Given that there are temperature differentials between floors, maintaining the temperature of just one floor would use less energy. This high performance reduces the wear and tear on your heat pump. One-floor homes are more energy-efficient when they have fewer sq ft, air-tight windows and doors, and preferably new cool roof technology. Landscaping can also come into play if you plant trees that provide shade strategically to block direct sunlight during the hottest times of the day.
While cathedral-height ceilings are certainly an incredible sight, extra space = more ground for your heating system to cover. You can decrease this impact by installing cool roofs or investing in excellent insulation. Still, the general rule is that home buildings with more room will require more energy to keep comfortable.
Homes With Energy-Saving Upgrades
If you have an existing home that is larger than 2,000 square feet or have high ceilings, there is still plenty to do to improve your home and gain energy savings. No matter its design, you can upgrade doors, windows, and insulation to keep as much conditioned air in your home as possible. There are also cheap DIY ways to repair older windows and doors, such as using peel-and-stick weather stripping or window tint film to block the sun’s heat. Here are some other ideas:
- Improve your duct system to eliminate air leaks
- Install efficient faucet fixtures that use less water
- Dual-flush toilets to reduce the use of water
- Use energy-efficient lighting
- Incorporate more natural light through skylights or large, Low-E windows
- Trade LED bulbs in place of incandescent
- Use recycled building materials in renovation projects
- Install a programmable thermostat to reduce energy use during different times of the day or vacations
- Install solar panels to supplement your energy needs
- Use energy star appliances and building materials. Did you know that an Energy Star-certified house is at least 10% more energy-efficient than other houses built to code? Here are some energy star product types that can improve the eco-friendliness of your home:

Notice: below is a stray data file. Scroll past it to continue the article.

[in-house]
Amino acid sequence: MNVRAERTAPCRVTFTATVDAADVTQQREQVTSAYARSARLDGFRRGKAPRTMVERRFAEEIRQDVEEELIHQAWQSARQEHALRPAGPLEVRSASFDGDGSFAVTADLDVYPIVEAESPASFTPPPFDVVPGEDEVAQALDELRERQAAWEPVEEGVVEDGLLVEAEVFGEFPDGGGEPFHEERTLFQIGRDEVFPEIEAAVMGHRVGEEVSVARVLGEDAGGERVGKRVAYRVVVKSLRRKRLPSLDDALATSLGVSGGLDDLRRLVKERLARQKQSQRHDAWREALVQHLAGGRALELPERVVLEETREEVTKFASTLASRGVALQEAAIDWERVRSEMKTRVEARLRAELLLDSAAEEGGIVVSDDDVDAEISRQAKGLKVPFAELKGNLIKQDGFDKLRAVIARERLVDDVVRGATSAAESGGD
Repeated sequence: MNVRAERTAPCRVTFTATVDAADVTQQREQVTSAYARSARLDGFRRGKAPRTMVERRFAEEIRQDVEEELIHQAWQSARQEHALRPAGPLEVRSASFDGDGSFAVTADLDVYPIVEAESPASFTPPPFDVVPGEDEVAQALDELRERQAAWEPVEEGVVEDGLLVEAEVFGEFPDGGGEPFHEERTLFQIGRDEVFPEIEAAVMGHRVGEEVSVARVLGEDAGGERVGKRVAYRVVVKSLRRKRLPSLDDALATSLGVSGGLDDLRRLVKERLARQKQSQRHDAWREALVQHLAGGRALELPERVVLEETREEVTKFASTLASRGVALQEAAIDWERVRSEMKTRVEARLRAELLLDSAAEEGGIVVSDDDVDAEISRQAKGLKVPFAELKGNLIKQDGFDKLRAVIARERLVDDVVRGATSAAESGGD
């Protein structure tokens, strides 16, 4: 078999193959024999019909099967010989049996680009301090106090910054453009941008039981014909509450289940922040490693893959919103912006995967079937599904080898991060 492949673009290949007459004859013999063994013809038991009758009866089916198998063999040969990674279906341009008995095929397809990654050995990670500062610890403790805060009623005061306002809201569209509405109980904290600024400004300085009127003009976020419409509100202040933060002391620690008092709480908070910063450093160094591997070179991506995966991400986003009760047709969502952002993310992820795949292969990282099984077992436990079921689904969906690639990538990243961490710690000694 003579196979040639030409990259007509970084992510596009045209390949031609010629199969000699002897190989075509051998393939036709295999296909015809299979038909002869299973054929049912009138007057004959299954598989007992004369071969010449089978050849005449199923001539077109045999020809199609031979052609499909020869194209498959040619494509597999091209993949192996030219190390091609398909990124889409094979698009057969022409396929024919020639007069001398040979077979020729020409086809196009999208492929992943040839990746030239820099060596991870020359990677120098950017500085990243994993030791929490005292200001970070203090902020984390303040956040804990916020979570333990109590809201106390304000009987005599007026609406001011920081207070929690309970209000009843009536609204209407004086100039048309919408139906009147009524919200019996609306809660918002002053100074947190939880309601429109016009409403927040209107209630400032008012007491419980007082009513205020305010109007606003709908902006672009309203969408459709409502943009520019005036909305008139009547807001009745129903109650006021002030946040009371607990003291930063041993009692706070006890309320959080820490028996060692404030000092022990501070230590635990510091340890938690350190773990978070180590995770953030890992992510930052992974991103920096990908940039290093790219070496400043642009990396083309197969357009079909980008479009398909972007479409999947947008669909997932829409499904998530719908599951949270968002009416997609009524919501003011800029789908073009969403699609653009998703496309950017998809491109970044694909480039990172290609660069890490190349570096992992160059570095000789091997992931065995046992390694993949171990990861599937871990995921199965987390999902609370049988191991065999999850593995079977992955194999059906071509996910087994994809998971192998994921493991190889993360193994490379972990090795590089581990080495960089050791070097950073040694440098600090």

- Hot water heater
- Tankless water heater
- Air conditioning system
- Use shades, shutters, or grow a tree that provides shade to block heat in the summer
Keep It Simple
The overarching rule of energy efficiency is that more complicated home designs are more challenging to keep at a uniform temperature. Simple shapes, like one-floor rectangular ramblers and domes, are easier to keep comfortable compared to an irregularly shaped house with multiple floors and high ceilings.
More surface area also means more places to keep warm or cool in the harsher seasons. If you don’t need extra rooms in your new house, you can save on energy bills by opting for a smaller home. However, if you need space for your lifestyle, you can still take advantage of many countermeasures that help you save on energy costs.
Find Builders With Energy-Efficient Home Designs With Marketplace Homes
Marketplace Homes has a variety of special incentive programs that make the transition to a new home as easy as possible. Our creative solutions like new construction commission discounts, Sell & Stay, Guaranteed Purchase, and Guaranteed Lease can resolve many worries on a buyer’s mind. We also offer savings on commission when they select a new construction home with our builder partners. For more information, contact us today!
Alicia Persson is the official in-house content writer for Marketplace Homes. She has several years of experience working in real estate teams that specialized in investments and property management. Before she joined MH, she was a freelance writer for 7 years, providing real estate and home living content for boutique digital marketing agencies.
She is a proud University of Virginia Masters graduate and enjoyed her undergraduate years at the University of Mary Washington. When she is not writing, she is playing keyboard in a local 90’s band in central Virginia or spending time with her amazing family.